Finally, Matsudaira said she has been trying her best to simply let people know what’s going on in her life.

“We are all people,” she writes. “We aren’t resources, or robots, or simple cogs in a machine. People have hiccups.  People need extra time. If you don’t open up though, no one is going to know why you have slowed down – and that isn’t a good thing.”

Like what you're reading? Subscribe to GeekWire's free newsletters to catch every headline


  • http://moniguzman.com Monica Guzman

    I love love love that Kate wrote this. Pregnancy is HARD and hard to talk about when so few do, particularly in a tech sector that is not always used to hearing about women lifestyle issues in everyday conversation. Pregnancy and labor teaches you — whether you like it or not — to let go of the expectation of control. Everyone’s body does it differently, and you just don’t know how it’s going to go for you. You can be zen about that, go totally crazy, or, like everyone, spend time swinging between both poles. Thanks again, Kate. It’s going to be a wild ride. Enjoy it when you can!

    • Ryanisinallofus

      Very well said.

  • susansigl

    Kate, fantastic news and so very cool that you would share this. I hope it’s a catalyst for women technologists and entrepreneurs to share their maternity challenges and make more tech babies:) This one has won the Mommy Lotto.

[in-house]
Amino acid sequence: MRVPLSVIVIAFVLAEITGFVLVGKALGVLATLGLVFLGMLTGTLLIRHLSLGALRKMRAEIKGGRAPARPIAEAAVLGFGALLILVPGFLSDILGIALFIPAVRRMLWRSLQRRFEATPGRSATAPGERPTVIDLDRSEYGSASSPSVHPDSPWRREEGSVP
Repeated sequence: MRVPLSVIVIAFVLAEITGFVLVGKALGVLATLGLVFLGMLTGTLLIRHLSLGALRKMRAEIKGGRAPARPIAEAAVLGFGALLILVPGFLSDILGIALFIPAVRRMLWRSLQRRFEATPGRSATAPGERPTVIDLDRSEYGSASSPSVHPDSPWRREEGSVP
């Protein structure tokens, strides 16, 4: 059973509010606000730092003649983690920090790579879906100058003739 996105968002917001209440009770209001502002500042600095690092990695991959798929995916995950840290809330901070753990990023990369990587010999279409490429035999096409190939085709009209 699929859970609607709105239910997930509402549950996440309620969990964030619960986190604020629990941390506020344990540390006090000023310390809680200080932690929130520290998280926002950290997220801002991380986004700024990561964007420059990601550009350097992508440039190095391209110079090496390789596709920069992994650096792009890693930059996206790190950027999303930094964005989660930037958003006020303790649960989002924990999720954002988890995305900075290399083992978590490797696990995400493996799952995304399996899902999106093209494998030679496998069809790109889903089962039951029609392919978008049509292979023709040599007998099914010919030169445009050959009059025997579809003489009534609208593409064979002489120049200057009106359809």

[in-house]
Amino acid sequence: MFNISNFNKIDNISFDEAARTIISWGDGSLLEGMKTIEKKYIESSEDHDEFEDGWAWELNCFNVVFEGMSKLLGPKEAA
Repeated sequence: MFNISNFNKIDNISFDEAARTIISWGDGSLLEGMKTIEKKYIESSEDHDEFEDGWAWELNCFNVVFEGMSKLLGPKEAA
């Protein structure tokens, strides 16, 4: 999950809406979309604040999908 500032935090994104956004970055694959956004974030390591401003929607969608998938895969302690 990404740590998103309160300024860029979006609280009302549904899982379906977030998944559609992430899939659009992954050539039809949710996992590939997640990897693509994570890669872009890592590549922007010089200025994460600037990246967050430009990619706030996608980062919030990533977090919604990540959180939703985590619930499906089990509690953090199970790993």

• Shauna Causey

    Congrats, Kate! Thanks for sharing this, what an honest post. Sometimes the office environment seems to encourage a stark separation of personal from professional life but I especially like your thoughts that they’re intertwined. “We aren’t resources, or robots….People have hiccups. If you don’t open up though, no one is going to know why you have slowed down – and that isn’t a good thing.”

  • Maggie

    Refreshing honesty and resilience! Thanks to GW and Kate for taking the time to write this.

  • Slaggggg

    So she’s less effective at the high-stakes hi-comp world of founding a startup, because of a personal choice to start a family. Her investors and the employees she’s recruited to follower her mission just have to choke it down and pretend to smile. We’re all supposed to applaud that?

    • Ryanisinallofus
      • Slaggggg

        I think we need to talk about the meaning of “prediction,” as your first post came 4 hours after mine.

        So what is sexist about my remark? I talked about contribution and priorities. You are the one who brought up gender.

        Look, a startup founder is an intense job. You take money from investors, and you pledge to work your butt off to give them a return. You hire employees to follow you up any hill.

        What I am saying is — man or woman — to now say hey I’ve got some other things on my mind is at minimum a questionable move for a startup founder.

        How is that sexist?

    • Dave

      Unfortunately, this sort of comment reinforces the perception that the tech startup world is a bunch of immature 23 year old boy coders who used to live in their mom’s basements and turn speechless when a girl walks by. At some point, if you hire people with actual experience you will hire people who want to have kids, who are parents, who have sick parents, who get sick themselves, etc. or all of the above. This is life.

      I’m sure Kate will be more focused and a better time manager, and her team will work hard with her. Probably the best time managers I have ever worked with are senior managers who are also Mom’s. Their focus and output tends to amaze me and put me to shame.